Bob was a man of joy. He loved laughter, he loved a good joke and his sense of humor never wavered. Every single person whom Bob touched with his light and love will attest to his infectious good mood and open-hearted way of greeting each day.
The golf courses in and around Yolo and Solano Counties will no longer be the same without Bob. A longtime fan of the game, he was able to enjoy the sport up until the last year of his life, a true gift bringing him many wonderful memories. He also loved camping, dancing, fishing and singing in the church choir.
At the time of his death, Bob was living in Woodland, and had been a resident of Yolo County for 55 years. He follows his mother, Kathryn Harris, his father, Robert Richardson and his adopted father Kenneth Harris in death.
Bob leaves behind his wife, Patricia Joann Harris; daughters Gabrielle Harris Cullen (husband Seth), of San Rafael, Kylie Harris of Davis and Quinci Harris of Sebastopol; granddaughter Mozelle Nicole Cullen; identical twin brother Richard Harris (wife Susan) of Winters, and brothers George Harris of Winters and Ken Harris (wife Deena) of Davis; half-brothers Frank and Steve Richardson of North Carolina; stepsons Timothy and David Collins (wife Angie); step-grandchildren Jonathan, Joy and Caleb; former wife Nicole Greenwood; and numerous nieces and nephews.
There is a void that cannot be filled, now that Bob has left this Earth but it is important to remember, in the words of Robert Benchley, “Death ends a life, not a relationship,” and so those wishing to pay tribute to Bob may do so on Saturday, Dec. 3, at the First Baptist Church of Davis, 38141 Russell Blvd. in Davis at 11 a.m. The family asks in lieu of flowers to make a donation to the Yolo Hospice, Yolo County Adult Day Health Center, or the UC Davis Alzheimer Disease Center in Bob’s memory.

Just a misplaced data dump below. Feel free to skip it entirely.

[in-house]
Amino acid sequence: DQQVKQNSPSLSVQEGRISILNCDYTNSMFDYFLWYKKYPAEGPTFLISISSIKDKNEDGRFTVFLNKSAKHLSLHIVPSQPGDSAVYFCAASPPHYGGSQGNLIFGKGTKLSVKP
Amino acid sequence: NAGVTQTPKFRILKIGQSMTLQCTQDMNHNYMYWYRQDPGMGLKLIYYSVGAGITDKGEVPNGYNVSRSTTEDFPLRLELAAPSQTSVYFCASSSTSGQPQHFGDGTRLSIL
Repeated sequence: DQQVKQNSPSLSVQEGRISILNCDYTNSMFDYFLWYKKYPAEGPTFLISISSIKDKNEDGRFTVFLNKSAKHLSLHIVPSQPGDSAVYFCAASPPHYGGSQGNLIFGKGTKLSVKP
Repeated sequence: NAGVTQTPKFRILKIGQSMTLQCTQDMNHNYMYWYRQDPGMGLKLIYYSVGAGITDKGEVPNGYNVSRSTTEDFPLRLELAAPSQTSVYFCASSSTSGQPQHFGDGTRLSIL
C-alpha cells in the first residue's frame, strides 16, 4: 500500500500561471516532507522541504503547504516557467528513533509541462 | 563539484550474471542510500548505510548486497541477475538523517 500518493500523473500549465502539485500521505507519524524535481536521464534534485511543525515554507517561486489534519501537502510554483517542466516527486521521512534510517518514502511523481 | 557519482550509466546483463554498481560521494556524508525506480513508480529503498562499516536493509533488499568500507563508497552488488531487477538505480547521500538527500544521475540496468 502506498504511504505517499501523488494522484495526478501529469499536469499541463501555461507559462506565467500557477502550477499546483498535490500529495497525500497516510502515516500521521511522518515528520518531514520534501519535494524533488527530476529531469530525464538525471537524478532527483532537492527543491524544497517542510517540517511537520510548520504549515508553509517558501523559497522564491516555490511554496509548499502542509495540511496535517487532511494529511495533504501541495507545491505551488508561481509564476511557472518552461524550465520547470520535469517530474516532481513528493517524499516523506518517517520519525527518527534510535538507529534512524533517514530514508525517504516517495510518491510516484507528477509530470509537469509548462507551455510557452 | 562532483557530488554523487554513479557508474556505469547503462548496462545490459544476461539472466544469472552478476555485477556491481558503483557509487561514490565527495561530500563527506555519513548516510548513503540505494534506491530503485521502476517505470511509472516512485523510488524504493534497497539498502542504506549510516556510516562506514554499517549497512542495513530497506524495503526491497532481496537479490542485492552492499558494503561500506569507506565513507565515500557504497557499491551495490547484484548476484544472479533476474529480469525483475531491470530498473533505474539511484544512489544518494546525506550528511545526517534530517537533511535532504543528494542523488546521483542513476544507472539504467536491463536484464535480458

Vicente “Don Chente” Fernandez passed away peacefully at his home in Winters from natural causes on Jan. 10, 2012. He was 91.
Born on April 17, 1920, in Guanajuato, Mexico, he immigrated to Winters in 1955 and worked as a farm laborer until his retirement in 1991. He was a big fan of baseball and loved to watch his favorite team, the St. Louis Cardinals. In his spare time, he also liked to watch wrestling, play the harmonica, tend to his peach trees and play the lottery. He was a great family man; every Sunday he would get his family together to cook his famous carnitas, pollo dorado and papas fritas.
He is survived by his wife of 73 years, Paula; son Rodrigo (Ofelia) and daughter Isabel (Teofilo) Gonzalez both of Mexico; sons Alejandro (Olivia), Ponciano (Rosalba) and Juan (Leonila) Fernandez; daughters, Amelia (Jules) Damey and Luisa Fernandez; 19 grandchildren, 26 great-grandchildren and one great-great- grandchild.
He is preceded in death by his two sons Lorenzo and Apolinar Fernandez.
He was laid to rest at the Winters Cemetery.